The diverse people that live here. This is a working family’s community. Growing up in the Lower East Side, we would have White, Italian, Chinese, Black, Jewish and Hispanic neighbors. Chinese people in Chinatown, Italians in Little Italy, Jewish along the Grand Street and East Broadway, etc. Now, it's lots of young people moving in and living in the most diverse neighborhood in all of NYC.

Best thing about NYC and worst thing about NYC:

This is the city that never sleeps! Best thing is that you can find almost anything at almost anytime! Walking down the street at 8pm or 10pm or later, you can find food or entertainment almost anywhere! Worst thing about NYC is the traffic, taking the subway is almost always faster than driving.

What is your earliest food memory?

Would have to be mom cooking in the kitchen. She can whip up dinner almost in no time with whatever was in the refrigerator! Even though it was homemade, mom’s cooking was always the best.

What’s the one food you can’t live without?

Can we say seafood?

Preferred method of transportation:

Walking. Nothing beats walking around in the neighborhood. Walking allows us to stop and see what’s going on in the neighborhood. Driving can get you from here to there in no time, but it's hard to stop and see the neighborhood.

What is your most essential ingredient in the kitchen?

Chinese cooking would mean having ginger and garlic and scallion all the time! We cook seafood all the time and those are ESSENTIAL!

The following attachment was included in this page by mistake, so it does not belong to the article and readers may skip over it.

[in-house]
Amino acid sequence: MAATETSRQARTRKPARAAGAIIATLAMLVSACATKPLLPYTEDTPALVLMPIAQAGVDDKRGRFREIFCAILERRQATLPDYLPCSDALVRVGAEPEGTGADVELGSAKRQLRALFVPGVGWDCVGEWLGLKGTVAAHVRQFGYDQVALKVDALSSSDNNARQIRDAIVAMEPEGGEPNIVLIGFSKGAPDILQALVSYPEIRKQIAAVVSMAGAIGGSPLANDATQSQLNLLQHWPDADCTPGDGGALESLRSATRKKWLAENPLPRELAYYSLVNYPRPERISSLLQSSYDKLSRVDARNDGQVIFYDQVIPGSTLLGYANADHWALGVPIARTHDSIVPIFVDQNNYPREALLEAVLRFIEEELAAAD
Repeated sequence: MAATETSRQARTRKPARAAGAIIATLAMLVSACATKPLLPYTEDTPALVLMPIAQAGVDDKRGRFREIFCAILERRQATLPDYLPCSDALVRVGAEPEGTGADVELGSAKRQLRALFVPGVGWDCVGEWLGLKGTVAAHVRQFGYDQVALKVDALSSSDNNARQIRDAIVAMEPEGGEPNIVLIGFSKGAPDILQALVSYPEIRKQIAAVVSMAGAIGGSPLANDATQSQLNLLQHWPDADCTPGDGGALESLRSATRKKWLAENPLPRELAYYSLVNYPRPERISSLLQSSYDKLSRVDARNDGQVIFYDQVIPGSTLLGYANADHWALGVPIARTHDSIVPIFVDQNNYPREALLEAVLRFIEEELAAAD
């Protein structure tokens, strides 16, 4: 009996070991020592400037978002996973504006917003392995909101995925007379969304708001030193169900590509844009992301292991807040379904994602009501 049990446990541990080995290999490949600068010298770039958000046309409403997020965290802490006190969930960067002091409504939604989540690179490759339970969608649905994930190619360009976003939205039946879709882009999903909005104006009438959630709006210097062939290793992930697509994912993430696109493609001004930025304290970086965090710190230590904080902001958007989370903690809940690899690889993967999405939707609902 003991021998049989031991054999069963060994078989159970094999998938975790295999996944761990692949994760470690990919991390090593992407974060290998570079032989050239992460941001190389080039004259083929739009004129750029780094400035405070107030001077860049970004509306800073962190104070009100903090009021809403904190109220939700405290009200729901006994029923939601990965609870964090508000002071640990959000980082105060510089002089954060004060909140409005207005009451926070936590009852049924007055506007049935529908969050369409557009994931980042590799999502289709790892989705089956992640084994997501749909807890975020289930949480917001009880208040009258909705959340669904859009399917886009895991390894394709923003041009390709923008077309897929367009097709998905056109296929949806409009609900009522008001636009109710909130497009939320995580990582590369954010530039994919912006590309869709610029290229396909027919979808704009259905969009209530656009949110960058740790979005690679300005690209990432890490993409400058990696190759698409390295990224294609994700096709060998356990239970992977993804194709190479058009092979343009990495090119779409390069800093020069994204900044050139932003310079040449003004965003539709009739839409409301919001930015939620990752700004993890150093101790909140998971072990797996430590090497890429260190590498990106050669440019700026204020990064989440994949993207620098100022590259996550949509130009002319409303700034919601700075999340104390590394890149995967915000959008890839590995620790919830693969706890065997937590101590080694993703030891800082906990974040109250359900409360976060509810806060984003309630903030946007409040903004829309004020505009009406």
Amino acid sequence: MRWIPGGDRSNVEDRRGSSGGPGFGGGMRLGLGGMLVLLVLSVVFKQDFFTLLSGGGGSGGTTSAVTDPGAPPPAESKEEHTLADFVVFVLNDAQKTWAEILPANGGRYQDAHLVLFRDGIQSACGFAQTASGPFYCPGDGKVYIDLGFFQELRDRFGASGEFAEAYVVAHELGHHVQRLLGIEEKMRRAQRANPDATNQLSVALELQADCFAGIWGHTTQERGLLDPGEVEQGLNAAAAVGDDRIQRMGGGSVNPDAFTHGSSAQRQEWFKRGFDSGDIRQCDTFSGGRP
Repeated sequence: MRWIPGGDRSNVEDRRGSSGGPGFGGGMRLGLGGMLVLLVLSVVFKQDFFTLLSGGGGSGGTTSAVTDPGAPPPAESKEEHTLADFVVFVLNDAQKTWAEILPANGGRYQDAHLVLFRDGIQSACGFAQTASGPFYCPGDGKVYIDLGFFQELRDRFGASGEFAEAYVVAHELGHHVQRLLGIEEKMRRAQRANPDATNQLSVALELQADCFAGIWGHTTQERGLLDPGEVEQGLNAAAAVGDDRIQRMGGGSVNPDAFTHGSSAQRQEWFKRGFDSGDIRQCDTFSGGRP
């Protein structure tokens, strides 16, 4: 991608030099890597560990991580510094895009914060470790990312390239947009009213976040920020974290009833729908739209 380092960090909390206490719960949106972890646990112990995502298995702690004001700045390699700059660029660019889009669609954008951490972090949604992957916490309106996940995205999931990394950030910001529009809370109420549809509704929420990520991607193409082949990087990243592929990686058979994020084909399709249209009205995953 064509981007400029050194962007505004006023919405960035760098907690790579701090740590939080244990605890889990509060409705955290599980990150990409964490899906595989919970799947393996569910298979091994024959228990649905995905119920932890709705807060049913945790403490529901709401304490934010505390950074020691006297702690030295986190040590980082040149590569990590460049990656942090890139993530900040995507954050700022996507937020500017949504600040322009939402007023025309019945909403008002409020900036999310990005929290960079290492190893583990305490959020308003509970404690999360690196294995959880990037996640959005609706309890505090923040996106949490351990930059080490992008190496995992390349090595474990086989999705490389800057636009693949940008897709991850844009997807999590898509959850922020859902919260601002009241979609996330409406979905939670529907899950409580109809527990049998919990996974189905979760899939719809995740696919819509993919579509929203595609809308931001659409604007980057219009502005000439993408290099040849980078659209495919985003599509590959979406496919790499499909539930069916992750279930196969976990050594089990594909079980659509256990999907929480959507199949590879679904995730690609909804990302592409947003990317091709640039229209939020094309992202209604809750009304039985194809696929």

The original Aqua Best shop was located blocks away from the Fulton Fish Market before finding a home in the Lower East Side in2006. How has the neighborhood and community shaped your business and what excites you most about having a second location in this neighborhood?

Our original spot on Catherine Street in 1985 was a one-minute walk from the original Fulton Fish Market at the seaport. We were already used to waking up at night and walking to the Fulton Market to go buy fish for our local customer. We used to go with our dad or mom or uncle and talk to the vendors and buy fish. The older guys remember us and basically watched us growing up. Sometimes, they would have candy for us to take home. Later on the second store was located on East Broadway and Pike Street. That location was more geared towards wholesale and some retail sales. There was an influx of immigrants that had a different taste of the seafood they wanted, so it helped us differentiate what different ethnicities that prefer different seafoods. The current location at Grand Street sees a mix of customer types. We see local Chinese customers that work and live in the neighborhood as well as other customers that travel to Chinatown for their fresh seafood. Quality is the most important factor of why customers come to Chinatown. Seafood moves fast here, fish doesn’t get a chance together old. We’re always listening to our customers; when they come through the door, we ask what they are looking for, is there something that we can help them with. We are excited to being able to bring our second-generation seafood expertise to the neighborhood.